Water in My Hand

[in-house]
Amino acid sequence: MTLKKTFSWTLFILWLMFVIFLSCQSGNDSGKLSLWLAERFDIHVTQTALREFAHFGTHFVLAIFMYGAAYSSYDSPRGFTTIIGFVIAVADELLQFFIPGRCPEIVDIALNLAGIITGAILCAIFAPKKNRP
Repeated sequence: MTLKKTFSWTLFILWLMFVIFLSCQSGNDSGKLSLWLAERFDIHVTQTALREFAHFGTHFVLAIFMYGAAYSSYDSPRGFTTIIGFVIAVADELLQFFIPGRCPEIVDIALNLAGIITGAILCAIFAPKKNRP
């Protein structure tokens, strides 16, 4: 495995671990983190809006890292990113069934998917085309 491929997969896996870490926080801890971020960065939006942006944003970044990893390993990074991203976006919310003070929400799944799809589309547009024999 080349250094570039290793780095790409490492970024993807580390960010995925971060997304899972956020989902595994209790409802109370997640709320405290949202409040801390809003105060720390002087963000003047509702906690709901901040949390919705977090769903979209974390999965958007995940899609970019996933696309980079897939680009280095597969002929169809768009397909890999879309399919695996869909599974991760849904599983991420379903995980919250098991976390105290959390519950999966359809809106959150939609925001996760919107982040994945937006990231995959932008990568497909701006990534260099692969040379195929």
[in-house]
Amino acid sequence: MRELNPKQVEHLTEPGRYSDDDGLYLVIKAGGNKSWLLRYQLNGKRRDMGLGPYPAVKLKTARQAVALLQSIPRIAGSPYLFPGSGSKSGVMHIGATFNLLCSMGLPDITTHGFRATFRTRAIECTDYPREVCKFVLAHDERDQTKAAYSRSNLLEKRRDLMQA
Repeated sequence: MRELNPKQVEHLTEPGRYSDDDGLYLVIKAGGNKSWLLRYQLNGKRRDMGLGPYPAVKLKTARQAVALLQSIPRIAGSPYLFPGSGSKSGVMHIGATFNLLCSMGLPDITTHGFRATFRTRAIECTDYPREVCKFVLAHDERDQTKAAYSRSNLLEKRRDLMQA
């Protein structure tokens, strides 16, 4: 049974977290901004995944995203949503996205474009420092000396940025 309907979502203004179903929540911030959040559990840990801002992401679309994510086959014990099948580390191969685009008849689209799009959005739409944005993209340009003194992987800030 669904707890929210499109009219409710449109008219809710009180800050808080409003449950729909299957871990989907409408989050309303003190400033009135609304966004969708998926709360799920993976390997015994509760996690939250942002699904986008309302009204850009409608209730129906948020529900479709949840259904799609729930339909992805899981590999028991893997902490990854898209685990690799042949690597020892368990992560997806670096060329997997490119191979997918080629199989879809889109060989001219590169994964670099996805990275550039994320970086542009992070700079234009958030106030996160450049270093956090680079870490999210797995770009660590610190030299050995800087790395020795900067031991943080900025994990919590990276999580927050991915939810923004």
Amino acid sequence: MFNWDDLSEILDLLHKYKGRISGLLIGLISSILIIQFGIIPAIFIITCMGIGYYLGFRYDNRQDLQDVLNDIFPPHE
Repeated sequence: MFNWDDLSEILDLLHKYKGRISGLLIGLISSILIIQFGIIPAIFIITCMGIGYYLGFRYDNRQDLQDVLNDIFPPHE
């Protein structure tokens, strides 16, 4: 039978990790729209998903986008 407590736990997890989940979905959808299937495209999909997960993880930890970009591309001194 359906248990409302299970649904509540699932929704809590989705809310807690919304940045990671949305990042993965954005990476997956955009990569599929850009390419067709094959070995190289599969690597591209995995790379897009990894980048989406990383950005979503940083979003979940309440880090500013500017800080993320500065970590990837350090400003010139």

Shelly Rudolph is a maker of soul music, as a fine and sultry singer and songwriter with a sense of adventure and a desire for emotional truth. That much is plainly true. But, while soul music guides her, the stylistic plot keeps thickening, as she demonstrates on her ambitious new album, Water In My Hand. R&B, in it's many guises, may be the foundation of Rudolph's new project, but she also takes her voice into areas where you can't deny the touch of hypnotic gospel, African concepts, New Orleans barbecue sauce, tango, jazz phrasing, and visitations from her recurring Caribbean muse. The album's diversity of tracks and styles, and rhythmic landscapes from different global corners, makes for a diverse creative journey. But it's also one with a clear and coherent musical identity. Call her a 'world soul' artist. Rudolph's naturally curious musical tendencies put her in the heart of a time when musical hybrids come easily, and sticking to a purist attitude can limit artistic potential. An experienced vocalist, in jazz, pop, and soul, Rudolph is all about exploring new levels of potential. If an Oregonian at heart, she has lived and performed in New York City, Los Angeles (where she recorded her debut album project), and has traveled to and performed in the Caribbean, the free spirit and swaying musical vibe of which is one of the stronger impulses in her musical concept. After building up a body of original material, she headed up to 'The Tompound,' an idyllic studio in the Santa Barbara hills. There, in the laboratory with a view, Rudolph spent months honing the material and a direction, with drummer/engineer Tom Lackner, guitarist Joe Woodard, and numerous guest musicians. The resulting album moves with ease and pleasant surprises from track to track, from the catchy new-old school R&B of 'Ripen Me' to the warm, percolating African design of 'Amma' and the dark sensuality of 'Miles Away.' With her new body of work and multi-directional sound, Rudolph is poised to take her place among the movement of creative voices in the loose genre of New Soul. She abides by the importance of soulful expression, in whatever global garb suits the moment.